Yesterday, Joel commented on my authenticate anywhere post, talking about the security and privacy problems with the Google authentication in Zooomr. He is right, of course. Zooomr asks you for your login and password. Of you GMail account. And that's not good. This is of course, because GMail was never designed to be an authentication mechanism, and people are abusing it. You could do the same with almost any ISP that offers POP3, for example, using that service to check credentials.
Several times I needed a way to quickly see which process are using the most memory on a Linux system. After reading a bit of the man page and with a tip from the Apache performance article I was reading, I settled for this: ps ax -yl --sort:rss (BSD syntax) ps -eyl --sort:rss (standard syntax) There you go. Update: corrected the command, thanks to Daniel Fonseca. I messed up BSD syntax (which I prefer) with standard syntax.
There is new Flickr-type site making the beta rounds, called Zooomr. I found it via Dystopics review. I normally could care less about a new photo-site, but there is one feature that I'm just crazy about: distributed authentication. See the screenshot from their login page (taken from the above review): You can use Level9, OpenID, LiveJournal, Google and Meetro. OpenID is the cool one, for me, because it also enables you to use your Typekey identity for logging in.
Campfire is coming along and the first screen-shoot and screen-cast seem great. They have been conducting load testing on their service this last few weeks, and it seems that yesterday they did the last one before launch. It seems another winner after Basecamp and Backpackit, very nice, and well deserved. Technorati Tags: 37signals, campfire
Jeremy was giving us a heads up about 2006 being the year of the privacy problems for search engines. And a couple of posts down, we see that the latest Google Desktop makes it very easy to send your documents (Word, PDF, you know, your personal documents) to the Google server for indexing... It's a beautiful technical achievement and perfectly possible with their technology, but the privacy implications are huge, as you can imagine.
It's nice to see the efforts of the team of non-Apple WebKit developers rewarded. As a thank you, we are giving MacBook Pro computers to twelve of our top contributors. Weâve also invited five of them to attend Appleâs Worldwide Developerâs Conference 2006 âon Appleâs dimeâ. Kudos to the all team! Technorati Tags: apple, webkit, safari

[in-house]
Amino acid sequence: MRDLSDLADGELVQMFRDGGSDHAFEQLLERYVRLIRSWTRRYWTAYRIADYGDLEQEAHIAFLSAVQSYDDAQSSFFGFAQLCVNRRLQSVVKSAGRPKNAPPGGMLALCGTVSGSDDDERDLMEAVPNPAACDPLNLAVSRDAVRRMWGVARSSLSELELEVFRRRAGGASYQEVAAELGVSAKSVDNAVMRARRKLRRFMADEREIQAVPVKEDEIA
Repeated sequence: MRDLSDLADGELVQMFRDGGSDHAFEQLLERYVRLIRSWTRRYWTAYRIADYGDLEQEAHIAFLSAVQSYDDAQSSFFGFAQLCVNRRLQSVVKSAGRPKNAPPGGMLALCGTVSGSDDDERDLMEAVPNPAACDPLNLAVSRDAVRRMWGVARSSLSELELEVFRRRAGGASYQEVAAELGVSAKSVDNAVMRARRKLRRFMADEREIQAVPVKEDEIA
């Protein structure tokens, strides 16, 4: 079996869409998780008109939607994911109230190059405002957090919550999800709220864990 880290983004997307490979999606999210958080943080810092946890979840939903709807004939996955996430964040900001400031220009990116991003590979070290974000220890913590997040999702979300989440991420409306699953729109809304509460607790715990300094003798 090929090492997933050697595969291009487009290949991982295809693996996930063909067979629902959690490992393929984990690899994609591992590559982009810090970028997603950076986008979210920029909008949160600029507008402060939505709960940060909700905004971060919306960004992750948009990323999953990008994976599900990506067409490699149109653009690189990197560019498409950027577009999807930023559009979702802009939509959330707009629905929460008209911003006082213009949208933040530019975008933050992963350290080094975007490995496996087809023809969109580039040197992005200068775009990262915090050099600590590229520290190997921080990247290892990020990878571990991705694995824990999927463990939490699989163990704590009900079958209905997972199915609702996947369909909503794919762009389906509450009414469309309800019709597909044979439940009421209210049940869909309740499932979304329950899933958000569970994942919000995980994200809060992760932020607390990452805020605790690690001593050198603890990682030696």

The TV here in Portugal is now showing a classic, Steven Seagal Under Siege 2: Dark Territory. A good movie.... Not. Well, at least Seagal has a Newton :). Technorati Tags: apple, newton
I like Dashboard widgets. I like the looks, I like some of them for their functionality, but mostly I like them because the poetic way they burn my CPU. Anyway, If I had access to the US iTunes Music Store, I would be running this one, iTunes Estimator. Heck, I'll fess up: I'm running it anyway to see how accurate will he be. Thanks go to the TUAW guys for this waste of my CPU.
I found this article interesting, at least for the technical details: The Mysteries of X-GOOGLE-TOKEN and why it matters. On a related note, if you needed a simple single sign on system to deploy in a controlled environment, that could be used with PHP and Perl sites, and with Apache+mod_(perl|php) or lighttpd+fastcgi.... Probably no such beast. I'll see if OpenID covers what I need. Yes, it's not a SSO system, but maybe it's a good base to build on.
Is it just me or rsync include/exclude patters are crazy?? I want a simple thing: specify in the server rsyncd.conf file that we only want to export 3 directories from a specific path. After battling for 1 hour with this, I settled on this configuration file. use chroot = yes read only = yes uid = nobody gid = nobody [files] path = /my/files/ comment = my important files filter = + /dir1 + dir1/** + /dir2 + dir2/** + /dir3 + dir3/** - * Notice the pattern?